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Sunday, January 27, 2008

the Kennedy endorsements

It's clear that there is one campaign that is driving turnout, building a winning coalition and enunciating the positive Democratic message this year and that is the campaign of Senator Barack Obama.

The Kennedy endorsements are significant not because they will change a single vote, though they will move a few, but more because they highlight that the Clinton campaign can't simply get away with everything.

The Clinton campaign's "pre-emptive delegate grab" for Michigan and Florida delegates is over, as is the notion that Senator Clinton will be able to drive super delegates off the fence behind the scenes. That won't happen in secret, not anymore. Finally, Caroline Kennedy's endorsement has not simply a "symbolic" value to Obama, but will also, on a pragmatic level, unleash a flurry of donations to Obama's campaign.

The perception of power is itself powerful. The Clinton's squandered that perception in South Carolina. President Bill Clinton's gross misjudgment in comparing Senator Obama's win in South Carolina to that of Reverend Jesse Jackson could not hide the fact the he and Senator Clinton fought hard and would have loved to have received the African American and youth vote in South Carolina. Even 15% more of the Black vote would have been signficant for Senator Clinton. She did not get it despite Bill's best efforts.

There is one campaign that passed the early primary test laid out by the DNC. Barack Obama won Iowa and South Carolina powerfully. Senator Obama came in a close second in New Hampshire and Nevada, where his delegate yield was in parity with Senator Clinton and where he, despite the convenient put downs of some on the blogs, actually competed effectively for a diverse array of voters.

Senator Clinton was held to less than the 30% threshhold in Iowa and South Carolina. Her core support is seniors and white women over 40, demographics that, while significant to every Democrat, are not sufficient, in and of themselves, to forge a winning coalition and advance the Democratic agenda.

More than that, Senator Clinton has lost the thread of her message. No one thinks, if they ever did, that the Clintons are driving the positive message of the Democratic party in 2008. They don't even pretend to do so. As I wrote two weeks ago, the Clinton campaign's message is deeply flawed. It's all about them. That had real perils if the voters decided they preferred someone else.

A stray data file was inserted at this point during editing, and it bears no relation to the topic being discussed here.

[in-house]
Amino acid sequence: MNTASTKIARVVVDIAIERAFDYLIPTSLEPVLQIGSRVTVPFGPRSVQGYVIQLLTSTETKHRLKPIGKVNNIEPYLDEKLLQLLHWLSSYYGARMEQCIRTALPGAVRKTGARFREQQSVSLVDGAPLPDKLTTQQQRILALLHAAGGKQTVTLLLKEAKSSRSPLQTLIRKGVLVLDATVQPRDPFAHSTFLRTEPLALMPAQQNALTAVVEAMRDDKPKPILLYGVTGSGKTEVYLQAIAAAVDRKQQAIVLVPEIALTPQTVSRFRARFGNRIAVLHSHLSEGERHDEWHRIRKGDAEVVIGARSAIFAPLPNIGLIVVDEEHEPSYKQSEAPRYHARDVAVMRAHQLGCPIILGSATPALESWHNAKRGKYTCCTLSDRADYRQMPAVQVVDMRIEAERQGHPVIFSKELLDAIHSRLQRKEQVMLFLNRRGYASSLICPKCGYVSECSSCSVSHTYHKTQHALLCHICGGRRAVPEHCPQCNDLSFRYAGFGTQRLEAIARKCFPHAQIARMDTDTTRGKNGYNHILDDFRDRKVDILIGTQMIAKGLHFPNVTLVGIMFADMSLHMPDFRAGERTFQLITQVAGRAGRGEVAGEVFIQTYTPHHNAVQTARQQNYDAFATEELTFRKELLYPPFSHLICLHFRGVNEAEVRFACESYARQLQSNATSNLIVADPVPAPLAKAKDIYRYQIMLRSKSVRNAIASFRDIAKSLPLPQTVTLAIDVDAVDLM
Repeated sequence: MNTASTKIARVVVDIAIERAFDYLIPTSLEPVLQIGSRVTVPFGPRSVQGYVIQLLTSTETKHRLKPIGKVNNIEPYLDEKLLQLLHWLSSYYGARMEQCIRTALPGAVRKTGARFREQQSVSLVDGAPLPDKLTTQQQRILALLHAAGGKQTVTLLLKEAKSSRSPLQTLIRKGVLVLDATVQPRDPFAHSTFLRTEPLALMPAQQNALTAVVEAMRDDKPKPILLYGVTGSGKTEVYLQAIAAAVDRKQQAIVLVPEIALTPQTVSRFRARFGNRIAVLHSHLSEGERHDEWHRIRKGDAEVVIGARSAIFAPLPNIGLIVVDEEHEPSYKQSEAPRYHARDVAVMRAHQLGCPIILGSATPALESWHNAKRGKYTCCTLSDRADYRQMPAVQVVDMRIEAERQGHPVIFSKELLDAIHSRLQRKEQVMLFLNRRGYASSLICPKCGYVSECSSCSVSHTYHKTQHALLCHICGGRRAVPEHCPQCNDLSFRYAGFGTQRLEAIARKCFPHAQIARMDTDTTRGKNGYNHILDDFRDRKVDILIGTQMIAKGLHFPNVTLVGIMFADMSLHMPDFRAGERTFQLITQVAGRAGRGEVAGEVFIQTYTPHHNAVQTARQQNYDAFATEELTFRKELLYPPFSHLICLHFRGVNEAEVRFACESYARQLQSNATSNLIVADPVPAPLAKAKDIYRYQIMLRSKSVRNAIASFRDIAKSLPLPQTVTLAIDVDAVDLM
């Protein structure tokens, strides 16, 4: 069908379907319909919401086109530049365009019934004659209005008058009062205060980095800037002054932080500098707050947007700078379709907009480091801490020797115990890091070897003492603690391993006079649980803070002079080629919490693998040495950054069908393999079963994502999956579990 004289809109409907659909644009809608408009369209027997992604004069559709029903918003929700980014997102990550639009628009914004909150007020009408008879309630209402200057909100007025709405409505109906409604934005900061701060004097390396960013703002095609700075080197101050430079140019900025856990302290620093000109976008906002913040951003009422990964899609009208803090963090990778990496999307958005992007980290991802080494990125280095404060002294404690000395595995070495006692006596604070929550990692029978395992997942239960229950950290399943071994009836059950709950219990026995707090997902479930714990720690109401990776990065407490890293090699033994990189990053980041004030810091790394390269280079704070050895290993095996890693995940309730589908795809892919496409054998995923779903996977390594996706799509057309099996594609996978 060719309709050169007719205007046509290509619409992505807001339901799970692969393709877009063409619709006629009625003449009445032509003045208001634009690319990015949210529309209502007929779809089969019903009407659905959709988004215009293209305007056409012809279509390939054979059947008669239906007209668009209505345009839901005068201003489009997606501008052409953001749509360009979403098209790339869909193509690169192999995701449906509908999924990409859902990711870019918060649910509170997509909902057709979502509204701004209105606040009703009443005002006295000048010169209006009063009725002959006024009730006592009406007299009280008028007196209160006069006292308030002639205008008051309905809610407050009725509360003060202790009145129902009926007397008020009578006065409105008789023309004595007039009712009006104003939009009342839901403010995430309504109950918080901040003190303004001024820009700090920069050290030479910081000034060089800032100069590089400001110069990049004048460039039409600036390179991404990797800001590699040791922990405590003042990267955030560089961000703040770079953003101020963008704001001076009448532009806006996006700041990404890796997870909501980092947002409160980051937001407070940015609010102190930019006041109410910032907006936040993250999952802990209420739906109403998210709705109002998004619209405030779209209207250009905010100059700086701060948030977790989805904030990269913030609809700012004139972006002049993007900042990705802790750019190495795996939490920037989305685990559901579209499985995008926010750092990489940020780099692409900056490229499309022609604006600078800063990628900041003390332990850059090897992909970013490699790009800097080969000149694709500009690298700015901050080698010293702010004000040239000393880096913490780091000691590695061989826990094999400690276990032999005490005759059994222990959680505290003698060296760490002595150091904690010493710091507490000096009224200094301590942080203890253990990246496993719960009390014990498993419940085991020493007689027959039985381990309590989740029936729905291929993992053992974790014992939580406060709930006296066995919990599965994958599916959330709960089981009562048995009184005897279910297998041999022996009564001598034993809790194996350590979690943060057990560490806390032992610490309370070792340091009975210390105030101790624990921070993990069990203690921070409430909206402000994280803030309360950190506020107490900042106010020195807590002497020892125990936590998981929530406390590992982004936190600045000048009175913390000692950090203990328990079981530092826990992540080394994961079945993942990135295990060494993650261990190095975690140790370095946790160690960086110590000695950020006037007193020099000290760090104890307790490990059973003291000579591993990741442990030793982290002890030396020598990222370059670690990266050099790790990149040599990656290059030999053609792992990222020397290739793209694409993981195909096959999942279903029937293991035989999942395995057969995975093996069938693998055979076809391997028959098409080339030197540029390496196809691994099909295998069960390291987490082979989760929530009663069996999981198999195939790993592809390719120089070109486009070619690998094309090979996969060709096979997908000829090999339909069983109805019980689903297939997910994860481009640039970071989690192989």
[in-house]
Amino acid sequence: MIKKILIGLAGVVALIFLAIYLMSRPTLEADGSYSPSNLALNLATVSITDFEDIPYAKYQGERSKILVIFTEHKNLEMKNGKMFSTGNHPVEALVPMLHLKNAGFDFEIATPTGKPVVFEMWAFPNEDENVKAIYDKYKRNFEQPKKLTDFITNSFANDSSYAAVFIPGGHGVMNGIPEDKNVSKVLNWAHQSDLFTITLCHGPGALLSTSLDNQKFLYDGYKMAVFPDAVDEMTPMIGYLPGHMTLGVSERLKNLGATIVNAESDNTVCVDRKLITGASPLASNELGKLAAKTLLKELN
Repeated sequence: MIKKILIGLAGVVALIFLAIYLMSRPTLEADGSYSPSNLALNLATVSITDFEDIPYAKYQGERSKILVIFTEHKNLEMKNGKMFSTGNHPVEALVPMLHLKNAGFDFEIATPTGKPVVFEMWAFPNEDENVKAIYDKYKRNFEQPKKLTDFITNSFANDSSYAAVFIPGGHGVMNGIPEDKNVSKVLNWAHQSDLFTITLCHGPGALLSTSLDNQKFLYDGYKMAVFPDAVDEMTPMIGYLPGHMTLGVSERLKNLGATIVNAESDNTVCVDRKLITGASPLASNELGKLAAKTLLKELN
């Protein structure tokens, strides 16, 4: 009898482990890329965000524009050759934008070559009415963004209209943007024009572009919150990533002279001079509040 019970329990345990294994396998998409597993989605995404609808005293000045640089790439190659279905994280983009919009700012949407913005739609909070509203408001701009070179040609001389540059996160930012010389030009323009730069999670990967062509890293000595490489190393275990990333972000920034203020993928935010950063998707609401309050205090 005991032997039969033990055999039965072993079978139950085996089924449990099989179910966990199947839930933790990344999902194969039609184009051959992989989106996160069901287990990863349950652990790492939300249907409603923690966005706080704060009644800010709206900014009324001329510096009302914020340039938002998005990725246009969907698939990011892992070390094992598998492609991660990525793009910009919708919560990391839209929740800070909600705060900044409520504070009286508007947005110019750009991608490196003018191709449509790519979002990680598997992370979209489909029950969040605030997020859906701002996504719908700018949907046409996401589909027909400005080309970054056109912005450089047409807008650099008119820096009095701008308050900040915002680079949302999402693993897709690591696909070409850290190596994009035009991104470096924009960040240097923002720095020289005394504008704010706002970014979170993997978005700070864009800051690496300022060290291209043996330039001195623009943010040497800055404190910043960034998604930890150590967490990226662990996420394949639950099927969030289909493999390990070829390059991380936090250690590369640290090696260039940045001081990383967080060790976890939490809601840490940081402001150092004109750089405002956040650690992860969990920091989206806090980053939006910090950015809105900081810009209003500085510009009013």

And the voters, even before the two Kennedy's spoke, expressed their continued and passionate support for the campaign of Senator Barack Obama.

2 Comments:

  • It's about time the people "win" for a change. We were beginning to feel that our government and the "powers that be" were all ganged up against us who they were supposed to be representing. Now, at least, we can feel a breathe of fresh air and hope that our futures are in the best hands possible. No one seemed to have cared before about the lowly working class and how they survived. Now, maybe we have a voice that can change things for the better for everyone.

    I feel Good has finally heard our prayers. We are so glad to be rid of the devils of politics once and for all!

    By Anonymous b2008, at 6:19 AM  

  • b2008: still a little more work to do to beat the devils of politics. Florida is a big retirement state and the Republicans and Hillary got way too many votes for my tastes. Obama and Edwards doing well, despite respecting the no campaign rule that Clinton agreed to and dishonored, shows hope, tho.

    If Hillary were not eligible to run (Bill 1/2 impeached, not good role model for the young and tired of Bush/Clinton dynasty) I might have chosen to vote for someone other than Obama.

    I do agree with Ted that Obama is the one to lead us to the kind of sanity and unity I desire; but Cynthia McKinney had two plus' on voting records. I trust Obama will let the people lead if we give him the lead.

    I have noticed elected officials endorse him and they seem more than willing to follow our direction, if we can ditch the old and unmovable.

    By Anonymous Anonymous, at 7:59 PM  

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